Archibald E. Asawa: That’s a very interesting question. I’ve never had considered otherwise since it’s such a part of my identity. Perhaps, but I definitely think that having had that experience helped shape my opportunities as well as perspective throughout my career. Working as a management consultant was a decision that I made in the mid 80s between consulting versus investment banking, I’ve always enjoyed the intellectual challenge that consulting presented and trying to help companies function better and increase shareholder value was an enjoyable experience.  I truly believe that all those things could not been possible had I not have the opportunity to study at Yale.

Trusted Insight: You said that the experience at Yale is part of your identity, so how did that experience shape your value/character as an institutional investor?

Archibald E. Asawa: That’s a good question. I don’t think it directly shaped my attitude, because I didn’t really study investment when I was at Yale specifically. I did take classes in investment but my primary focus and major was in economics. I would say that in general, the experience taught me that through hard work and effort, in the end you are able to come to some better understanding or assessment of whether it is a good investment or not. To be successful at an institution like Yale, you have to work hard, so I think the training is more so in terms of being ready to put forth your full effort and analysis to any situation so that you can arrive at a good informed decision.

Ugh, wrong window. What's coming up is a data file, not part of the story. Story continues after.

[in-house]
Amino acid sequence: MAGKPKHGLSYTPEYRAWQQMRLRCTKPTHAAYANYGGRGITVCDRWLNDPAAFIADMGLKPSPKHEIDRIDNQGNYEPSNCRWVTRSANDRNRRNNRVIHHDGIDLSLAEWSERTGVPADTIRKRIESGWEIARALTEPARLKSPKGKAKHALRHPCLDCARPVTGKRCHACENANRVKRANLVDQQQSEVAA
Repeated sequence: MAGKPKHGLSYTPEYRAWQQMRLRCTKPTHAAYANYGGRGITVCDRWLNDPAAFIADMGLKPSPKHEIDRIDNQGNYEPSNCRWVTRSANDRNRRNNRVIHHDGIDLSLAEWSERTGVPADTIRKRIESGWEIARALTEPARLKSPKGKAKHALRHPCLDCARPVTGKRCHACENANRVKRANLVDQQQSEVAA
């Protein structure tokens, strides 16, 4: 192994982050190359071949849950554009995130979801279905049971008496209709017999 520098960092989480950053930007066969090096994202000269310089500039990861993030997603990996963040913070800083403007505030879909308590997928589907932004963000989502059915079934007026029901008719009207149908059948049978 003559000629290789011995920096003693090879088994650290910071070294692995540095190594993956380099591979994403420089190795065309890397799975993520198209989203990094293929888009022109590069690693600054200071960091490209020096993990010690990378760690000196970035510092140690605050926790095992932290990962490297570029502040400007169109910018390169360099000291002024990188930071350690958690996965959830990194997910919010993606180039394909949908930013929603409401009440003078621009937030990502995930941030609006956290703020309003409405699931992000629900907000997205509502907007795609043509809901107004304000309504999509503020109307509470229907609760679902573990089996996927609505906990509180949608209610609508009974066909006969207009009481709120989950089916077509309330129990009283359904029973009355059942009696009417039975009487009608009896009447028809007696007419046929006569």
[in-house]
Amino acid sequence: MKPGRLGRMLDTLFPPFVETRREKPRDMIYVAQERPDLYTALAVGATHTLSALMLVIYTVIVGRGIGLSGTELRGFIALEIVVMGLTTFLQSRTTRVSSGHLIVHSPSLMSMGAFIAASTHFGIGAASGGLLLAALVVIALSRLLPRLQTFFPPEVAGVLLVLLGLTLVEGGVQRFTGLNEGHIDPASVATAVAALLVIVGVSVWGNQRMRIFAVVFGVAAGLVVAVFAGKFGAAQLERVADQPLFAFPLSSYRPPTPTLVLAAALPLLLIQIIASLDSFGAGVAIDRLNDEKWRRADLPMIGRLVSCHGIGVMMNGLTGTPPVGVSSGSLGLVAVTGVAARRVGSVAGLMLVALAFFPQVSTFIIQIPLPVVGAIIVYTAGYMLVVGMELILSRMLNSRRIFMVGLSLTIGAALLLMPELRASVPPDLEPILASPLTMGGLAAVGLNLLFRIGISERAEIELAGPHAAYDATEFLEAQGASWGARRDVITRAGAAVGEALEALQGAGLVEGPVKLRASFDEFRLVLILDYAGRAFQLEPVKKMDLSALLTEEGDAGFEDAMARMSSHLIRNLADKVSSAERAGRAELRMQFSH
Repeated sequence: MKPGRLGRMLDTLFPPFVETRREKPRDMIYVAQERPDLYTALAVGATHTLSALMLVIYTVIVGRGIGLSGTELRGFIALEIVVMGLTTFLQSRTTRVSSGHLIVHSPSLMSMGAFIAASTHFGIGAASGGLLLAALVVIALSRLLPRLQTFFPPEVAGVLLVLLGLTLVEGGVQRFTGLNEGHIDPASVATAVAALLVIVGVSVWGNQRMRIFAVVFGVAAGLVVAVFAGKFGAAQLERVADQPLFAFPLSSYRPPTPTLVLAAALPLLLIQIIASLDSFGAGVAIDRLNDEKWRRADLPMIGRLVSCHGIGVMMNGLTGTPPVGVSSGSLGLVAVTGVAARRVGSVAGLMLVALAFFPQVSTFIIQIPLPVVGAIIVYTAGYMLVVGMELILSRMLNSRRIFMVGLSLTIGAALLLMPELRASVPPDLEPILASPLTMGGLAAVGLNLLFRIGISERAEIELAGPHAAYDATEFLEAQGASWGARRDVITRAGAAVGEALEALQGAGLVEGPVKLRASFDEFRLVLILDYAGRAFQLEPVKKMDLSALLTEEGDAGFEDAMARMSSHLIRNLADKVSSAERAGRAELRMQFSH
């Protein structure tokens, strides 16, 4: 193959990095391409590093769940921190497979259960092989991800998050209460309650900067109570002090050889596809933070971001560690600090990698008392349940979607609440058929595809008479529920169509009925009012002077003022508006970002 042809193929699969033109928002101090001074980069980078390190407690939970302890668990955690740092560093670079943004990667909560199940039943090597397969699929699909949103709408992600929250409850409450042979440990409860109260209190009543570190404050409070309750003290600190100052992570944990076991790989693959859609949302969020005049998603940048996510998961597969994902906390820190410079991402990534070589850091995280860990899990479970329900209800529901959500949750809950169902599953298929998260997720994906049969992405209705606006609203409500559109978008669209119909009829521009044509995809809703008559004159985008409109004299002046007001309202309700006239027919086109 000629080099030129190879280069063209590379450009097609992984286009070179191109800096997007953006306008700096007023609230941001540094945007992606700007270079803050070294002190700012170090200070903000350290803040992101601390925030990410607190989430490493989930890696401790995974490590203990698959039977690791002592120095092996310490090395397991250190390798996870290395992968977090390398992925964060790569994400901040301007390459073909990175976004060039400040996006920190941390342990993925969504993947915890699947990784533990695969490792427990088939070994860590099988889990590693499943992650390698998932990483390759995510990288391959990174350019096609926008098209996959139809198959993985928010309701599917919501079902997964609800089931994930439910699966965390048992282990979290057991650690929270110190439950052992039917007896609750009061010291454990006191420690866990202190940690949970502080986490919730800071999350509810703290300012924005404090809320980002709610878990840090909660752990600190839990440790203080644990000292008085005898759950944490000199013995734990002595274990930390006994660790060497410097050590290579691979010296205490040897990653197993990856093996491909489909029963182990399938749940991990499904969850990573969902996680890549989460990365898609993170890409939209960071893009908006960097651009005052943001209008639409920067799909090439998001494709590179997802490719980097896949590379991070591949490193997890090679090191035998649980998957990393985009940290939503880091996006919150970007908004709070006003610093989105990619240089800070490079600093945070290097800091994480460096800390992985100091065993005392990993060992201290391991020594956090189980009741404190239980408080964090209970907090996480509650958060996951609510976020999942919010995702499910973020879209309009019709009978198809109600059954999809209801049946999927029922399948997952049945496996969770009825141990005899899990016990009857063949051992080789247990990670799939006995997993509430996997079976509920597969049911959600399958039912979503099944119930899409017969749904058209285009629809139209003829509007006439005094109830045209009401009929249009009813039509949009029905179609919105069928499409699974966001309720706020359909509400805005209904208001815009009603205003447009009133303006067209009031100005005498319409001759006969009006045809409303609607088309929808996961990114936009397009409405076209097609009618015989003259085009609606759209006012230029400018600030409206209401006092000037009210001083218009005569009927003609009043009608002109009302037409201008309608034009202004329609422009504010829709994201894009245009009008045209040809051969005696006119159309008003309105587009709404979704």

Trusted Insight: Can you tell us one of the most important lessons or interesting stories you had in Yale?

Archibald E. Asawa: I have an interesting anecdote. When I was an undergrad at Yale, it was during the same time that David Swensen had just come back from Wall Street. He was a graduate fellow at Berkeley College, one of the Yale’s residential colleges. At that time, the Berkeley College Master held wine tasting evenings, one for red wines and one for white wines, to educate us on a variety of wines (This was back when the drinking age in Connecticut was 18). My observation of David Swensen was that I realize that even then he was a true contrarian. When he heard about the wine-tasting evenings, he organized something completely different, so he introduced his own beer tasting night. Spending the evening with David Swensen learning and drinking different kinds of beers is something that I will always remember.  Upon reflection, I definitely saw him as a man who has his own path and saw things in different ways and I’ve always respected him for that.

Trusted Insight: What’s the #1 lesson you’ve learned during your career as an institutional investor?

Archibald E. Asawa: I guess the first lesson is, don’t be swayed by the short term, always take a long term view, and don’t jump or react to every little thing.

Trusted Insight: What have I failed to ask you that I should know about you, your Endowment in general?

Archibald E. Asawa: I think it is important to note that our portfolio and asset allocation are more on the conservative side because of fact that we are a small institution and heavily rely upon it for our operational needs and financial scholarships.  As a result, my investment review tends seek those investments with lower volatility and risk profiles, but better fit the needs of our institution with regard to our investment objectives.

 

To learn more about the top-tier institutional investors, check out Trusted Insight's list of Top 30 Ivy League Graduate Chief Investment Officers - Part 1.